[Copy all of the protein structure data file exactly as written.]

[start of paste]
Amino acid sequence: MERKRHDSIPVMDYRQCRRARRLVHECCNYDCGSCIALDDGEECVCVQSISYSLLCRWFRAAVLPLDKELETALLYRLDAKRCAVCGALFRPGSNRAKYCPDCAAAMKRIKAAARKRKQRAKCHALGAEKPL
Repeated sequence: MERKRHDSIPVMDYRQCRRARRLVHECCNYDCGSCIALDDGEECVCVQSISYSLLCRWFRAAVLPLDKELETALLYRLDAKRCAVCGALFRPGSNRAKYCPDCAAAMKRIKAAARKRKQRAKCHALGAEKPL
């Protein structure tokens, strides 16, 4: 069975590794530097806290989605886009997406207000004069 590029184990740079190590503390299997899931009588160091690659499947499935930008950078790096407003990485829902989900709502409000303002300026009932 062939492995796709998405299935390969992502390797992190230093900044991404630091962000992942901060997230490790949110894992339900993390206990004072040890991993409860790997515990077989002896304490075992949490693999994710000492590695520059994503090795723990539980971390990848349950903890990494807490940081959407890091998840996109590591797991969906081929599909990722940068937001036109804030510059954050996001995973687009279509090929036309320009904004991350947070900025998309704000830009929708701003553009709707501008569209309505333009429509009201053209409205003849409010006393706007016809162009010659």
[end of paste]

Amino acid sequence: MERKRHDSIPVMDYRQCRRARRLVHECCNYDCGSCIALDDGEECVCVQSISYSLLCRWFRAAVLPLDKELETALLYRLDAKRCAVCGALFRPGSNRAKYCPDCAAAMKRIKAAARKRKQRAKCHALGAEKPL
Repeated sequence: MERKRHDSIPVMDYRQCRRARRLVHECCNYDCGSCIALDDGEECVCVQSISYSLLCRWFRAAVLPLDKELETALLYRLDAKRCAVCGALFRPGSNRAKYCPDCAAAMKRIKAAARKRKQRAKCHALGAEKPL
């Protein structure tokens, strides 16, 4: 069975590794530097806290989605886009997406207000004069 590029184990740079190590503390299997899931009588160091690659499947499935930008950078790096407003990485829902989900709502409000303002300026009932 062939492995796709998405299935390969992502390797992190230093900044991404630091962000992942901060997230490790949110894992339900993390206990004072040890991993409860790997515990077989002896304490075992949490693999994710000492590695520059994503090795723990539980971390990848349950903890990494807490940081959407890091998840996109590591797991969906081929599909990722940068937001036109804030510059954050996001995973687009279509090929036309320009904004991350947070900025998309704000830009929708701003553009709707501008569209309505333009429509009201053209409205003849409010006393706007016809162009010659």